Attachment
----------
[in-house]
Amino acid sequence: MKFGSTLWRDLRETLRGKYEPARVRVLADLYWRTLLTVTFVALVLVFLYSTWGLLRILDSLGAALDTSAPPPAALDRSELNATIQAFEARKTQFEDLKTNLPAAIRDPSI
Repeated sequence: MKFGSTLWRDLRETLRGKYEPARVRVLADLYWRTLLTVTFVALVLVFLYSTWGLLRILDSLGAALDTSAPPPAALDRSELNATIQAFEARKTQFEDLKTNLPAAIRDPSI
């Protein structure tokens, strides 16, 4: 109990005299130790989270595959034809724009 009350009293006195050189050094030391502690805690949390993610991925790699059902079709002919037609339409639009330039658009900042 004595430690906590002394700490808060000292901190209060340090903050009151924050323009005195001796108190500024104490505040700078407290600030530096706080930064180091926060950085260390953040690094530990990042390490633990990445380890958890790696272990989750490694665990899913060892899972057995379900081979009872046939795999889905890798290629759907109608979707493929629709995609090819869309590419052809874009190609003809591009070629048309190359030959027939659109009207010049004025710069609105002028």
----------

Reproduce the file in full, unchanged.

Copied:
[in-house]
Amino acid sequence: MKFGSTLWRDLRETLRGKYEPARVRVLADLYWRTLLTVTFVALVLVFLYSTWGLLRILDSLGAALDTSAPPPAALDRSELNATIQAFEARKTQFEDLKTNLPAAIRDPSI
Repeated sequence: MKFGSTLWRDLRETLRGKYEPARVRVLADLYWRTLLTVTFVALVLVFLYSTWGLLRILDSLGAALDTSAPPPAALDRSELNATIQAFEARKTQFEDLKTNLPAAIRDPSI
């Protein structure tokens, strides 16, 4: 109990005299130790989270595959034809724009 009350009293006195050189050094030391502690805690949390993610991925790699059902079709002919037609339409639009330039658009900042 004595430690906590002394700490808060000292901190209060340090903050009151924050323009005195001796108190500024104490505040700078407290600030530096706080930064180091926060950085260390953040690094530990990042390490633990990445380890958890790696272990989750490694665990899913060892899972057995379900081979009872046939795999889905890798290629759907109608979707493929629709995609090819869309590419052809874009190609003809591009070629048309190359030959027939659109009207010049004025710069609105002028």